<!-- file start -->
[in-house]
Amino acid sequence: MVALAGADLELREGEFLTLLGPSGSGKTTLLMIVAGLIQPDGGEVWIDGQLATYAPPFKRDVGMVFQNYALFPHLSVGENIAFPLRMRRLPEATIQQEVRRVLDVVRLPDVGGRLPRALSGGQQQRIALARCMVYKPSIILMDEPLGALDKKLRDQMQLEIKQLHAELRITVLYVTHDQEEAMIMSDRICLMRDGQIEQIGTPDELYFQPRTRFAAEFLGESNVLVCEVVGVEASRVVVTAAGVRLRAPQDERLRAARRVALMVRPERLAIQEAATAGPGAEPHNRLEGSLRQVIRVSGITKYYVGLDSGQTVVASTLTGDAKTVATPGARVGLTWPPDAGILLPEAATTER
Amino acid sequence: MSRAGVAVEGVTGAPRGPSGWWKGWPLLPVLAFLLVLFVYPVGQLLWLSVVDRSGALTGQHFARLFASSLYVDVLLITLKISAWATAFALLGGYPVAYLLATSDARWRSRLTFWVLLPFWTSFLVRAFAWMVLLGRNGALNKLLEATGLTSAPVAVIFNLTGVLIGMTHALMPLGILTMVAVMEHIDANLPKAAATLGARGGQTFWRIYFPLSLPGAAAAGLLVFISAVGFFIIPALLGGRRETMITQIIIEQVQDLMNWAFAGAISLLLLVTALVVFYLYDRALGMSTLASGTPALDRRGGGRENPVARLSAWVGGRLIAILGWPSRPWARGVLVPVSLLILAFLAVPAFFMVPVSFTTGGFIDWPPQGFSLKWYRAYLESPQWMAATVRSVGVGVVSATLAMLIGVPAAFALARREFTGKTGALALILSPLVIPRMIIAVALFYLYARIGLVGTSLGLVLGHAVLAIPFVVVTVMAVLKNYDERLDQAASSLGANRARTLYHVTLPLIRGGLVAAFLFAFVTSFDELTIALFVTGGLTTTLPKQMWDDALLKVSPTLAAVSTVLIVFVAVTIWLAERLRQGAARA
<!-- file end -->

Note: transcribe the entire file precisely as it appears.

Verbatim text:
[in-house]
Amino acid sequence: MVALAGADLELREGEFLTLLGPSGSGKTTLLMIVAGLIQPDGGEVWIDGQLATYAPPFKRDVGMVFQNYALFPHLSVGENIAFPLRMRRLPEATIQQEVRRVLDVVRLPDVGGRLPRALSGGQQQRIALARCMVYKPSIILMDEPLGALDKKLRDQMQLEIKQLHAELRITVLYVTHDQEEAMIMSDRICLMRDGQIEQIGTPDELYFQPRTRFAAEFLGESNVLVCEVVGVEASRVVVTAAGVRLRAPQDERLRAARRVALMVRPERLAIQEAATAGPGAEPHNRLEGSLRQVIRVSGITKYYVGLDSGQTVVASTLTGDAKTVATPGARVGLTWPPDAGILLPEAATTER
Amino acid sequence: MSRAGVAVEGVTGAPRGPSGWWKGWPLLPVLAFLLVLFVYPVGQLLWLSVVDRSGALTGQHFARLFASSLYVDVLLITLKISAWATAFALLGGYPVAYLLATSDARWRSRLTFWVLLPFWTSFLVRAFAWMVLLGRNGALNKLLEATGLTSAPVAVIFNLTGVLIGMTHALMPLGILTMVAVMEHIDANLPKAAATLGARGGQTFWRIYFPLSLPGAAAAGLLVFISAVGFFIIPALLGGRRETMITQIIIEQVQDLMNWAFAGAISLLLLVTALVVFYLYDRALGMSTLASGTPALDRRGGGRENPVARLSAWVGGRLIAILGWPSRPWARGVLVPVSLLILAFLAVPAFFMVPVSFTTGGFIDWPPQGFSLKWYRAYLESPQWMAATVRSVGVGVVSATLAMLIGVPAAFALARREFTGKTGALALILSPLVIPRMIIAVALFYLYARIGLVGTSLGLVLGHAVLAIPFVVVTVMAVLKNYDERLDQAASSLGANRARTLYHVTLPLIRGGLVAAFLFAFVTSFDELTIALFVTGGLTTTLPKQMWDDALLKVSPTLAAVSTVLIVFVAVTIWLAERLRQGAARA